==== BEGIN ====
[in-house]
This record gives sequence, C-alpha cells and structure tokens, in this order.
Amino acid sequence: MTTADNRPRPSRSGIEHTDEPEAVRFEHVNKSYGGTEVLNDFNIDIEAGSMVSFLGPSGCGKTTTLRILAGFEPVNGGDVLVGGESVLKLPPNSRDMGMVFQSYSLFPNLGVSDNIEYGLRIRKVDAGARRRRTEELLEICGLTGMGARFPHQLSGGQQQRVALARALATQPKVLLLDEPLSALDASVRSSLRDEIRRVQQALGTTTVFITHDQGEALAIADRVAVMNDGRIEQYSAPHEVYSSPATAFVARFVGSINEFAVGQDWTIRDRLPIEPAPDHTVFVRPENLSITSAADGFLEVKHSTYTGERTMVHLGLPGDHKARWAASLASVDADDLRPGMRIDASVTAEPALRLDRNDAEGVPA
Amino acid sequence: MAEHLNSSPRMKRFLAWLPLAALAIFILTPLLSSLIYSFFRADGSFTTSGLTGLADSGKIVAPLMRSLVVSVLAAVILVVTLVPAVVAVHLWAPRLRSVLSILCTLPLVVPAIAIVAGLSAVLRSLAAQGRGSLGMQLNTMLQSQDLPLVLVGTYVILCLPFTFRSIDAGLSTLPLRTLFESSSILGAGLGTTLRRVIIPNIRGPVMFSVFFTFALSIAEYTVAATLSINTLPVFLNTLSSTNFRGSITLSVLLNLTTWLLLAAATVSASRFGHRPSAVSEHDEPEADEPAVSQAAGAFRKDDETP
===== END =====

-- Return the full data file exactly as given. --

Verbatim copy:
[in-house]
This record gives sequence, C-alpha cells and structure tokens, in this order.
Amino acid sequence: MTTADNRPRPSRSGIEHTDEPEAVRFEHVNKSYGGTEVLNDFNIDIEAGSMVSFLGPSGCGKTTTLRILAGFEPVNGGDVLVGGESVLKLPPNSRDMGMVFQSYSLFPNLGVSDNIEYGLRIRKVDAGARRRRTEELLEICGLTGMGARFPHQLSGGQQQRVALARALATQPKVLLLDEPLSALDASVRSSLRDEIRRVQQALGTTTVFITHDQGEALAIADRVAVMNDGRIEQYSAPHEVYSSPATAFVARFVGSINEFAVGQDWTIRDRLPIEPAPDHTVFVRPENLSITSAADGFLEVKHSTYTGERTMVHLGLPGDHKARWAASLASVDADDLRPGMRIDASVTAEPALRLDRNDAEGVPA
Amino acid sequence: MAEHLNSSPRMKRFLAWLPLAALAIFILTPLLSSLIYSFFRADGSFTTSGLTGLADSGKIVAPLMRSLVVSVLAAVILVVTLVPAVVAVHLWAPRLRSVLSILCTLPLVVPAIAIVAGLSAVLRSLAAQGRGSLGMQLNTMLQSQDLPLVLVGTYVILCLPFTFRSIDAGLSTLPLRTLFESSSILGAGLGTTLRRVIIPNIRGPVMFSVFFTFALSIAEYTVAATLSINTLPVFLNTLSSTNFRGSITLSVLLNLTTWLLLAAATVSASRFGHRPSAVSEHDEPEADEPAVSQAAGAFRKDDETP